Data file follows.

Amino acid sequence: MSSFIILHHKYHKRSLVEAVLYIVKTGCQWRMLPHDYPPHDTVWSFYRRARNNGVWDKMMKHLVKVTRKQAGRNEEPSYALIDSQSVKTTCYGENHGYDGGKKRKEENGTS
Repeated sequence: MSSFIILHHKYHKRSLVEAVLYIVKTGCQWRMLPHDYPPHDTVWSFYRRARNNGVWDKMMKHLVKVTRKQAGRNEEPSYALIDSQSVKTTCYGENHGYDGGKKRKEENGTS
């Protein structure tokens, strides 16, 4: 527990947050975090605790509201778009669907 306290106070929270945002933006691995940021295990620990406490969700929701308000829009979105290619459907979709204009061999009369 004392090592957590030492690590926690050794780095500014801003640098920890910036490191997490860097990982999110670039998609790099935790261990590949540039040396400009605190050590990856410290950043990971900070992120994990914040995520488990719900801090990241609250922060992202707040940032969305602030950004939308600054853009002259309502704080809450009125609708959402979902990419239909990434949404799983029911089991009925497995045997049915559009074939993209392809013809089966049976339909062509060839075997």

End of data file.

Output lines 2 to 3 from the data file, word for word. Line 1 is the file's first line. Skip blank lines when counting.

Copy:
Repeated sequence: MSSFIILHHKYHKRSLVEAVLYIVKTGCQWRMLPHDYPPHDTVWSFYRRARNNGVWDKMMKHLVKVTRKQAGRNEEPSYALIDSQSVKTTCYGENHGYDGGKKRKEENGTS
């Protein structure tokens, strides 16, 4: 527990947050975090605790509201778009669907 306290106070929270945002933006691995940021295990620990406490969700929701308000829009979105290619459907979709204009061999009369 004392090592957590030492690590926690050794780095500014801003640098920890910036490191997490860097990982999110670039998609790099935790261990590949540039040396400009605190050590990856410290950043990971900070992120994990914040995520488990719900801090990241609250922060992202707040940032969305602030950004939308600054853009002259309502704080809450009125609708959402979902990419239909990434949404799983029911089991009925497995045997049915559009074939993209392809013809089966049976339909062509060839075997």